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An excerpt from www.HouseOfNames.com archives copyright 2000 - 2017


Hunkittale is a name whose history on English soil dates back to the wave of migration that followed the Norman Conquest of England of 1066. The Hunkittale family lived in Anctiville, Normandy, in the diocese of Coutances. The Hunkittale family migrated to England in the 11th century, settling in the county of Dorset.

Hunkittale Early Origins



The surname Hunkittale was first found in the county of Dorset, in England, but for earlier origins the family can be traced to Tebotvilla in Normandy, where their territories were known as Weedon Beck. They accompanied Duke William of Normandy into England in 1066 and were granted lands in Dorset.

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Hunkittale Spelling Variations


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Hunkittale Spelling Variations



A multitude of spelling variations characterize Norman surnames. Many variations occurred because Old and Middle English lacked any definite spelling rules. The introduction of Norman French to England also had a pronounced effect, as did the court languages of Latin and French. Therefore, one person was often referred to by several different spellings in a single lifetime. The various spellings include Anketill, Ankatell, Anketil, Ankatel, Anchetill, Anchetell and many more.

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Hunkittale Early History


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Hunkittale Early History



This web page shows only a small excerpt of our Hunkittale research. Another 203 words (14 lines of text) covering the years 1901 and 1636 are included under the topic Early Hunkittale History in all our PDF Extended History products and printed products wherever possible.

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Hunkittale Early Notables (pre 1700)


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Hunkittale Early Notables (pre 1700)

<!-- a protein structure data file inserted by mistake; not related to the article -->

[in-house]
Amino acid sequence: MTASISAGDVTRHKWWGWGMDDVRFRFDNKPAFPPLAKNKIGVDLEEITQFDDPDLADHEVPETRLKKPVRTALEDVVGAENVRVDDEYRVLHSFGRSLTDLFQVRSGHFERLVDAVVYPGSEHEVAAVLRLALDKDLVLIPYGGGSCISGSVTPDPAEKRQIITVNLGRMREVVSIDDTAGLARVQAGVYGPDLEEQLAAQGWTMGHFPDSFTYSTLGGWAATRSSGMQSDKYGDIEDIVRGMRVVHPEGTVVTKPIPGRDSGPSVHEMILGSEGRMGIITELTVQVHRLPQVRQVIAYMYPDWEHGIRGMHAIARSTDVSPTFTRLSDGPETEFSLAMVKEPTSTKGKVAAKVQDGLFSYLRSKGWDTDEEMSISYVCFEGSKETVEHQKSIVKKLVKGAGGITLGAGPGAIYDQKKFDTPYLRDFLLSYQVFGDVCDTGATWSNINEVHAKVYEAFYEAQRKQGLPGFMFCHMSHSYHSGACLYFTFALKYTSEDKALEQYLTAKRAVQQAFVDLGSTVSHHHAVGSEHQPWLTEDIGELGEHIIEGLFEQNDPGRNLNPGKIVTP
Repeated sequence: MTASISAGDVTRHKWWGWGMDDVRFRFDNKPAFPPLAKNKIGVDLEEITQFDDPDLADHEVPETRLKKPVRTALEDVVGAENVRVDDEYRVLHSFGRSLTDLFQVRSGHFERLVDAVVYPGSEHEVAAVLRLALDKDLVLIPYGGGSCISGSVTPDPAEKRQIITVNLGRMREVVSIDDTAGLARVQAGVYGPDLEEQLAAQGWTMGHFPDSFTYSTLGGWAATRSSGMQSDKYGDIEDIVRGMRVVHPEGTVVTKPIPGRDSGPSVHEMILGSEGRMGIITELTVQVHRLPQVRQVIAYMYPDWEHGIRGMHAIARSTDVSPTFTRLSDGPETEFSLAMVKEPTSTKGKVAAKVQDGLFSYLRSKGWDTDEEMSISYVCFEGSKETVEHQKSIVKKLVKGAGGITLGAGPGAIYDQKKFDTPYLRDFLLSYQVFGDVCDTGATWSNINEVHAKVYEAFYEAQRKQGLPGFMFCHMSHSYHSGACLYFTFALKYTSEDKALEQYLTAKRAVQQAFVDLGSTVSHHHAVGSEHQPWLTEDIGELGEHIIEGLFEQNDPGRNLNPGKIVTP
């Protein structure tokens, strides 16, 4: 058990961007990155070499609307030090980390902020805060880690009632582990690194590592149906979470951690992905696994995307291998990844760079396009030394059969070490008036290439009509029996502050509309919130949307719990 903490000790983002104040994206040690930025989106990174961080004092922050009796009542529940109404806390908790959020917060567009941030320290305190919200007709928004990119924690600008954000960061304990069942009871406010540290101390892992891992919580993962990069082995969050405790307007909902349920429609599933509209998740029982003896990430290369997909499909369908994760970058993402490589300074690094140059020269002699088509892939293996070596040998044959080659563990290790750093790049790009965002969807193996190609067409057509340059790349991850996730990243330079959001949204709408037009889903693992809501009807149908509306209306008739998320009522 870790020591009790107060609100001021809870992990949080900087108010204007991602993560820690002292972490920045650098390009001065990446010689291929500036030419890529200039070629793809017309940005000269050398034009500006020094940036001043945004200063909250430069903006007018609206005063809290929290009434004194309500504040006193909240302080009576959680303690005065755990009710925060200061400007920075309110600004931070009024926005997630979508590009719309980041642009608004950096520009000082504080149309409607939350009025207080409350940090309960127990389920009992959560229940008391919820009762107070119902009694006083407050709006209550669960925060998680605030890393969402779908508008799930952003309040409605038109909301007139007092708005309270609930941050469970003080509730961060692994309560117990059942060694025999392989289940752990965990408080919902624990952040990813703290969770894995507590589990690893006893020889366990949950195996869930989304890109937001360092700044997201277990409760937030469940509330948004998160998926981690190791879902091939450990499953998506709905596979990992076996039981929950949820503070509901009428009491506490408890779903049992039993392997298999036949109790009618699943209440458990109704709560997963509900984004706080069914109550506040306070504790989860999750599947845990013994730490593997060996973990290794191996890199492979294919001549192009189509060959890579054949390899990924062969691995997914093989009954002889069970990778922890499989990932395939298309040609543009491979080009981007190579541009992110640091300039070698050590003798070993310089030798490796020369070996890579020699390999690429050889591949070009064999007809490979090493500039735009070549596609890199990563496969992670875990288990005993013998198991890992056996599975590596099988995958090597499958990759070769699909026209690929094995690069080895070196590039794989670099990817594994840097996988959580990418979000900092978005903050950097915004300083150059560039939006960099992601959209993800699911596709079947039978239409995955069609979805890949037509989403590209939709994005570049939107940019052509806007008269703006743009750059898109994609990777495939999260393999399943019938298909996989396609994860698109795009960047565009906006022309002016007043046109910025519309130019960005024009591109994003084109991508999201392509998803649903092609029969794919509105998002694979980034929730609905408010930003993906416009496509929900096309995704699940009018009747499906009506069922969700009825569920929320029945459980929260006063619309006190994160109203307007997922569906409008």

More information is included under the topic Early Hunkittale Notables in all our PDF Extended History products and printed products wherever possible.

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Hunkittale In Ireland


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Hunkittale In Ireland



Some of the Hunkittale family moved to Ireland, but this topic is not covered in this excerpt. Another 45 words (3 lines of text) about their life in Ireland is included in all our PDF Extended History products and printed products wherever possible.

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The Great Migration


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The Great Migration



Many English families left England, to avoid the chaos of their homeland and migrated to the many British colonies abroad. Although the conditions on the ships were extremely cramped, and some travelers arrived diseased, starving, and destitute, once in the colonies, many of the families prospered and made valuable contributions to the cultures of what would become the United States and Canada. Research into the origins of individual families in North America has revealed records of the immigration of a number of people bearing the name Hunkittale or a variant listed above: Henry Anketell who settled in Philadelphia, Pennsylvania, in 1844; Edward Anketall settled in the same city in 1851. The spelling Antle is found to have arrived in Newfoundland, in the early 1700's and have settled now in the areas of Victoria, St. John's, Fox Cove and Botwood..